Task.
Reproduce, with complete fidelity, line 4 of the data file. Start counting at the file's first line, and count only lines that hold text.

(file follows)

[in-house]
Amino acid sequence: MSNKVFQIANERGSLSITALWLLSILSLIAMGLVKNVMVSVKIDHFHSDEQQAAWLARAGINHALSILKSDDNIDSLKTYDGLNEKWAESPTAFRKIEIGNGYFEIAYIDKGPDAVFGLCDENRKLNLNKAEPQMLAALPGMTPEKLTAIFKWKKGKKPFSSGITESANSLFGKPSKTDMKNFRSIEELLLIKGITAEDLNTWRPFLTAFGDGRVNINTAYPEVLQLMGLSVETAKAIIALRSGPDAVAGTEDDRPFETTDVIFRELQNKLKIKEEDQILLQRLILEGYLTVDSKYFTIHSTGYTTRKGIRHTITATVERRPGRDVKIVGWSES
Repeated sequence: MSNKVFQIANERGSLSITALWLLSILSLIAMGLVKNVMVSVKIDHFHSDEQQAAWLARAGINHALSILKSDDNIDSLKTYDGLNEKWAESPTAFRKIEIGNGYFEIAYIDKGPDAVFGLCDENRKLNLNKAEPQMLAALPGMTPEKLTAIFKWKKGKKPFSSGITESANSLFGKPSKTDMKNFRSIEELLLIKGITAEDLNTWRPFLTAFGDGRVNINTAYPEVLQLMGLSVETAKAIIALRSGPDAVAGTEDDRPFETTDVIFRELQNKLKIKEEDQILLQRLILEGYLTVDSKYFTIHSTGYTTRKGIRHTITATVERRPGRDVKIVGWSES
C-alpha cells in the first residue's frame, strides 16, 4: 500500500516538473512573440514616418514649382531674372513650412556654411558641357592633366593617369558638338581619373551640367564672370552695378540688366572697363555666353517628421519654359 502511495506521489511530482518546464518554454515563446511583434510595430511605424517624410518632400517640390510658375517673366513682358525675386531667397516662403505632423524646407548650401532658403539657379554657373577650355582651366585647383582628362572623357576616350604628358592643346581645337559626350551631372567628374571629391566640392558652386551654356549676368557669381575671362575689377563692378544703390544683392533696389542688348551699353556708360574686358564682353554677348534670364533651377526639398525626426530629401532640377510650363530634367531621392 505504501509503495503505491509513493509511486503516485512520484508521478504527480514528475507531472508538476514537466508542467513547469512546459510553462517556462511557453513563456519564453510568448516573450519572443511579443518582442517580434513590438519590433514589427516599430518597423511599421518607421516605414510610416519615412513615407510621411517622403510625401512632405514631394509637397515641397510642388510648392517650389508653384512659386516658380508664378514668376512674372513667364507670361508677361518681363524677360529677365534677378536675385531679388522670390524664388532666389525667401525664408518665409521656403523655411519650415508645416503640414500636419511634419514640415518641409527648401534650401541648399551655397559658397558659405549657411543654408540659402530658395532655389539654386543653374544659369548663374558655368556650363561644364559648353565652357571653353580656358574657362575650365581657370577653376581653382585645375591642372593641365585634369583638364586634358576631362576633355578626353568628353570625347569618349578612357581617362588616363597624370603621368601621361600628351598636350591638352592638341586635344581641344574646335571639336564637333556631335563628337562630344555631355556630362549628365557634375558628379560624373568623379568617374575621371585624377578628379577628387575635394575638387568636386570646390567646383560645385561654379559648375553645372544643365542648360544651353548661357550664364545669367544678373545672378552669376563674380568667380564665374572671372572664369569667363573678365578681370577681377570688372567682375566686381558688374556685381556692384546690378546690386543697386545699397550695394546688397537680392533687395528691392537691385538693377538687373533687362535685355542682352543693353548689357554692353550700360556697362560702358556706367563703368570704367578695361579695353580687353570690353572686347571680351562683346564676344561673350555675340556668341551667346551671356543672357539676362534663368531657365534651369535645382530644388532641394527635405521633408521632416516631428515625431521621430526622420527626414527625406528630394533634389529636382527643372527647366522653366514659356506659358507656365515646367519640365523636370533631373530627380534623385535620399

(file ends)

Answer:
C-alpha cells in the first residue's frame, strides 16, 4: 500500500516538473512573440514616418514649382531674372513650412556654411558641357592633366593617369558638338581619373551640367564672370552695378540688366572697363555666353517628421519654359 502511495506521489511530482518546464518554454515563446511583434510595430511605424517624410518632400517640390510658375517673366513682358525675386531667397516662403505632423524646407548650401532658403539657379554657373577650355582651366585647383582628362572623357576616350604628358592643346581645337559626350551631372567628374571629391566640392558652386551654356549676368557669381575671362575689377563692378544703390544683392533696389542688348551699353556708360574686358564682353554677348534670364533651377526639398525626426530629401532640377510650363530634367531621392 505504501509503495503505491509513493509511486503516485512520484508521478504527480514528475507531472508538476514537466508542467513547469512546459510553462517556462511557453513563456519564453510568448516573450519572443511579443518582442517580434513590438519590433514589427516599430518597423511599421518607421516605414510610416519615412513615407510621411517622403510625401512632405514631394509637397515641397510642388510648392517650389508653384512659386516658380508664378514668376512674372513667364507670361508677361518681363524677360529677365534677378536675385531679388522670390524664388532666389525667401525664408518665409521656403523655411519650415508645416503640414500636419511634419514640415518641409527648401534650401541648399551655397559658397558659405549657411543654408540659402530658395532655389539654386543653374544659369548663374558655368556650363561644364559648353565652357571653353580656358574657362575650365581657370577653376581653382585645375591642372593641365585634369583638364586634358576631362576633355578626353568628353570625347569618349578612357581617362588616363597624370603621368601621361600628351598636350591638352592638341586635344581641344574646335571639336564637333556631335563628337562630344555631355556630362549628365557634375558628379560624373568623379568617374575621371585624377578628379577628387575635394575638387568636386570646390567646383560645385561654379559648375553645372544643365542648360544651353548661357550664364545669367544678373545672378552669376563674380568667380564665374572671372572664369569667363573678365578681370577681377570688372567682375566686381558688374556685381556692384546690378546690386543697386545699397550695394546688397537680392533687395528691392537691385538693377538687373533687362535685355542682352543693353548689357554692353550700360556697362560702358556706367563703368570704367578695361579695353580687353570690353572686347571680351562683346564676344561673350555675340556668341551667346551671356543672357539676362534663368531657365534651369535645382530644388532641394527635405521633408521632416516631428515625431521621430526622420527626414527625406528630394533634389529636382527643372527647366522653366514659356506659358507656365515646367519640365523636370533631373530627380534623385535620399